Featured Research

from universities, journals, and other organizations

Most Chronic Hepatitis C Sufferers Will Develop Cirrhosis In Later Life

Date:
September 6, 2005
Source:
American Gastroenterological Association
Summary:
Nearly 80 percent of chronic hepatitis C sufferers who have the disease for several decades will develop cirrhosis or end-stage liver disease later in life, according to a study published today in the American Gastroenterological Association (AGA) journal Clinical Gastroenterology and Hepatology. Researchers found that it is highly likely that people who are infected with hepatitis C (HCV) for more than 60 years will develop cirrhosis -- the highest rate of hepatitis C-associated cirrhosis reported to date.

Bethesda, Maryland (Sept. 1, 2005) -- Nearly 80 percent of chronichepatitis C sufferers who have the disease for several decades willdevelop cirrhosis or end-stage liver disease later in life, accordingto a study published today in the American GastroenterologicalAssociation (AGA) journal Clinical Gastroenterology and Hepatology.Researchers found that it is highly likely that people who are infectedwith hepatitis C (HCV) for more than 60 years will developcirrhosis--the highest rate of hepatitis C-associated cirrhosisreported to date.

Hepatitis C is a virus that affects the liver and is spreadprimarily by contact with blood and blood products in transfusions andamong drug users who share needles. Other common routes of transmissionare infants born to HCV-infected mothers, tattoos and body piercingsand risky sexual behavior. Of those who are infected, more than 80percent will be chronic carriers of the disease. HCV can causelong-term scarring of the liver and usually presents with mild andnon-specific symptoms, if any. They include fatigue, nausea, poorappetite and muscle and joint pain. It is estimated that more than 4million Americans are now infected with HCV (more than 170 millionpeople worldwide) and nearly 10,000 Americans die from the disease eachyear.

"Hepatitis C begins generally as a silent acute infection, witha fraction of the patients developing cirrhosis, end-stage liverdisease or liver cancer," according to an editorial appearing in thismonth's journal. "Although this is a generally accepted scenario inpersons infected with HCV, there remains uncertainty about the truefrequency of evolution of liver disease and its rate of progression."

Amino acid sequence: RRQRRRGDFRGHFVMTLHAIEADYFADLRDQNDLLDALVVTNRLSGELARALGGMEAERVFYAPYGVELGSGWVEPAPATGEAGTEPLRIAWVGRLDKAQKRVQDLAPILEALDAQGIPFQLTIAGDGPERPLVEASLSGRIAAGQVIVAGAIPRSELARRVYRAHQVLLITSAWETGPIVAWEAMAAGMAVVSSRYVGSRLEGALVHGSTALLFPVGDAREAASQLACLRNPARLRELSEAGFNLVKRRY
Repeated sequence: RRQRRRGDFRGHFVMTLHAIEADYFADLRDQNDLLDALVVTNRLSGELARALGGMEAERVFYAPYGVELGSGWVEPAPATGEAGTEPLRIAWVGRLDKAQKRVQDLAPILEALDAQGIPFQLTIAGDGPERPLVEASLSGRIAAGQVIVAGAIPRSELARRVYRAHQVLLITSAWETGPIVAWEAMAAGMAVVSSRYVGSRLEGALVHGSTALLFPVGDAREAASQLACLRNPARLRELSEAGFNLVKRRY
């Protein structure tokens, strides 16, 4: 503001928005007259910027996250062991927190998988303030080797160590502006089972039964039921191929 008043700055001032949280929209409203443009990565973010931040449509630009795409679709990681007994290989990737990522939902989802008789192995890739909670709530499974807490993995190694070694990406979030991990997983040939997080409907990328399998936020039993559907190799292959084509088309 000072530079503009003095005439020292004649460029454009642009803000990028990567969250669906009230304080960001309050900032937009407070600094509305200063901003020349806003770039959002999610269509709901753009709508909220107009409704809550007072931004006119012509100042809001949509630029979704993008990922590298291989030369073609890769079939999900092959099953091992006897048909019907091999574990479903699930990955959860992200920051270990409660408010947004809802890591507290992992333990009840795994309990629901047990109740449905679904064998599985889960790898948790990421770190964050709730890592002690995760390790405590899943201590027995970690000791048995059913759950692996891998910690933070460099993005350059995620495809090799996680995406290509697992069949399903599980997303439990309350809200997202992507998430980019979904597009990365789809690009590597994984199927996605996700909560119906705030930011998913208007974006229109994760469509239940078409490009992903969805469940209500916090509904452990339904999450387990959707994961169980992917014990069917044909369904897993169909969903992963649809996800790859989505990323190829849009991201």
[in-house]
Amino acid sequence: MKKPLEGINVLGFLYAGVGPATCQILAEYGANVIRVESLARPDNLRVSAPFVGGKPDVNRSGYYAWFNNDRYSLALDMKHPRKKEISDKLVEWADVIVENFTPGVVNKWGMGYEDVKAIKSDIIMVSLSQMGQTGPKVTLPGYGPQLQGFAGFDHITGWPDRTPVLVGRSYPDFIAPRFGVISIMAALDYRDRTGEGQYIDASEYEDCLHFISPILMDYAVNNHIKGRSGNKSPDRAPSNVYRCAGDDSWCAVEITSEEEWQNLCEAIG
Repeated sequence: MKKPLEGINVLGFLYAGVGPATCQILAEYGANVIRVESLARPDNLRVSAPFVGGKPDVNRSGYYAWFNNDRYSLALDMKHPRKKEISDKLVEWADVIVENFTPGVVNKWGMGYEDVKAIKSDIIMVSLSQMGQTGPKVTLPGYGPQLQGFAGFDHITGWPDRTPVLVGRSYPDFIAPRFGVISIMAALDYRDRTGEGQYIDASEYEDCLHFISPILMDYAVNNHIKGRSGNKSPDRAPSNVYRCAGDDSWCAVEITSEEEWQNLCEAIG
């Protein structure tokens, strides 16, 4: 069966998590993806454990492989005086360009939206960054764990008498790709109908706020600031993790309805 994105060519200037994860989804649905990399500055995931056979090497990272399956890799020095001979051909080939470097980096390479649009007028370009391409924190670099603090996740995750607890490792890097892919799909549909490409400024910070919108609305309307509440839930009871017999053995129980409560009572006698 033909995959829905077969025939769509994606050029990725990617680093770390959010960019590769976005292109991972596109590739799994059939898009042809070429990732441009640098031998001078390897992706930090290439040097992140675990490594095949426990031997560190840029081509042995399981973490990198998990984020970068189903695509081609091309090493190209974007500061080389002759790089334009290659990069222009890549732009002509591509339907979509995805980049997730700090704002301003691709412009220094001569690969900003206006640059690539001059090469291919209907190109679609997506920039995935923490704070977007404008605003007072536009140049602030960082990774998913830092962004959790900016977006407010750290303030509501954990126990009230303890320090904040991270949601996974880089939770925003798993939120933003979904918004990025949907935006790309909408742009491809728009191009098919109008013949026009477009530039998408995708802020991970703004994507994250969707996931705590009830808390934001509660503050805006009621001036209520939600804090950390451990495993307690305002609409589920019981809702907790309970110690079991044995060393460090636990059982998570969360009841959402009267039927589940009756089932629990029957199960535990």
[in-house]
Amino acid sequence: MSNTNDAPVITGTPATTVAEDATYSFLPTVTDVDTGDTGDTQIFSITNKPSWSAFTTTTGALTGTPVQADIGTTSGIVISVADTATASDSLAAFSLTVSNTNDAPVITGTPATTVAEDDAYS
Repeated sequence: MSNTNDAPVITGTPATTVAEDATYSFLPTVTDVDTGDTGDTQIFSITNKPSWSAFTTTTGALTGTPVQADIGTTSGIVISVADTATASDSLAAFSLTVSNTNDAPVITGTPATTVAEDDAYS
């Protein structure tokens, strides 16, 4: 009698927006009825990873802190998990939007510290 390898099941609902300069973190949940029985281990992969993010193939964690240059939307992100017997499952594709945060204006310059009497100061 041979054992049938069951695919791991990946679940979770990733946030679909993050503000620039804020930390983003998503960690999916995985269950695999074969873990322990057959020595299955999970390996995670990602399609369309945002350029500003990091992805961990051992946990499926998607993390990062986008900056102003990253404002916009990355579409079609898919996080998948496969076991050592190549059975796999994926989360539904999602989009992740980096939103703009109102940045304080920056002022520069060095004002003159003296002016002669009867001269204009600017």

According to results of the study from researchers at the QueenMary's School of Medicine and Dentistry in London, the prevalence ofcirrhosis in patients with chronic HCV increases with the duration ofthe disease. Nearly 80 percent of Asian patients who were infected atbirth and lived with the disease for 60 years or more developedcirrhosis--a finding that researchers say can be applied to the generalpopulation because of the similarity in the way the disease progressesin all ethnic groups.

"This study suggests that prolonged infection with hepatitis Cleads to cirrhosis in the majority of those who are infected," saidGraham R. Foster, PhD, FRCP, study author and professor of hepatologyat Queen Mary's School of Medicine and Dentistry in London. "Whileprevious studies have found differences in disease progression invarious ethnic groups, our findings confirm that fibrosis progressionis the same across these groups and leads to development of cirrhosisand liver disease at the same rate in everyone."

Researchers conducted retrospective analyses of 382 patientsdiagnosed with hepatitis C at three hospitals in northeast Londonbetween 1992 and 2003. Study participants were divided into two groups:Asian patients presumably infected in childhood and Caucasian patients.While the prevalence of cirrhosis in Caucasian patients was similar tothe findings of previous studies, the statistics in Asians weremarkedly higher than previously found. The higher prevalence waspartially attributed to the longer duration of HCV in the Asian patientpopulation, those patients having suffered with the disease nearly 30years more than the Caucasian subjects.

###

This study was funded by local investigators and an unrestricted research grant from Roche Pharmaceuticals.

For more information on hepatitis C, visit www.gastro.org.

About the AGA
The American Gastroenterological Association (AGA) is dedicated to themission of advancing the science and practice of gastroenterology.Founded in 1897, the AGA is the oldest medical-specialty society in theUnited States. The AGA's 14,500 members include physicians andscientists who research, diagnose and treat disorders of thegastrointestinal tract and liver. On a monthly basis, the AGA publishestwo highly respected journals, Gastroenterology and Clinical Gastroenterology and Hepatology.The AGA's annual meeting is Digestive Disease Week, which is held eachMay and is the largest international gathering of physicians,researchers and academics in the fields of gastroenterology,hepatology, endoscopy and gastrointestinal surgery.